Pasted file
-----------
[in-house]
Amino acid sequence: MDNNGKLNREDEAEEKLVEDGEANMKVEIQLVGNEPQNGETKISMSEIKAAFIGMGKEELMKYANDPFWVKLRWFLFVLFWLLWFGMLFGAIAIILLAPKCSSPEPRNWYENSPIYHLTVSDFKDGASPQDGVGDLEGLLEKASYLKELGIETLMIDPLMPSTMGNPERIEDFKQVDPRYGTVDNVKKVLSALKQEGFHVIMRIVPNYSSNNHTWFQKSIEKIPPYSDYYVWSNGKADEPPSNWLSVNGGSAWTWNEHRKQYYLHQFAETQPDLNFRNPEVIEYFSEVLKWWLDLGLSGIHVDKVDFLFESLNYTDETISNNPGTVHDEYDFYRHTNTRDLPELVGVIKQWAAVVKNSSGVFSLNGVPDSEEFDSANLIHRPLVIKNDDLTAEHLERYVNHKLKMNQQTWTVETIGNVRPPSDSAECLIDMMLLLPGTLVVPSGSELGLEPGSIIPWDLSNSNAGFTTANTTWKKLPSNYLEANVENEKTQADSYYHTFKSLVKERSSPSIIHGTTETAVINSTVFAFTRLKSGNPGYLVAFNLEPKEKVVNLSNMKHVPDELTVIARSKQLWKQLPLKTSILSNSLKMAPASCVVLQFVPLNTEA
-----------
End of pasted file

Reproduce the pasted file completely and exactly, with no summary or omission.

[in-house]
Amino acid sequence: MDNNGKLNREDEAEEKLVEDGEANMKVEIQLVGNEPQNGETKISMSEIKAAFIGMGKEELMKYANDPFWVKLRWFLFVLFWLLWFGMLFGAIAIILLAPKCSSPEPRNWYENSPIYHLTVSDFKDGASPQDGVGDLEGLLEKASYLKELGIETLMIDPLMPSTMGNPERIEDFKQVDPRYGTVDNVKKVLSALKQEGFHVIMRIVPNYSSNNHTWFQKSIEKIPPYSDYYVWSNGKADEPPSNWLSVNGGSAWTWNEHRKQYYLHQFAETQPDLNFRNPEVIEYFSEVLKWWLDLGLSGIHVDKVDFLFESLNYTDETISNNPGTVHDEYDFYRHTNTRDLPELVGVIKQWAAVVKNSSGVFSLNGVPDSEEFDSANLIHRPLVIKNDDLTAEHLERYVNHKLKMNQQTWTVETIGNVRPPSDSAECLIDMMLLLPGTLVVPSGSELGLEPGSIIPWDLSNSNAGFTTANTTWKKLPSNYLEANVENEKTQADSYYHTFKSLVKERSSPSIIHGTTETAVINSTVFAFTRLKSGNPGYLVAFNLEPKEKVVNLSNMKHVPDELTVIARSKQLWKQLPLKTSILSNSLKMAPASCVVLQFVPLNTEA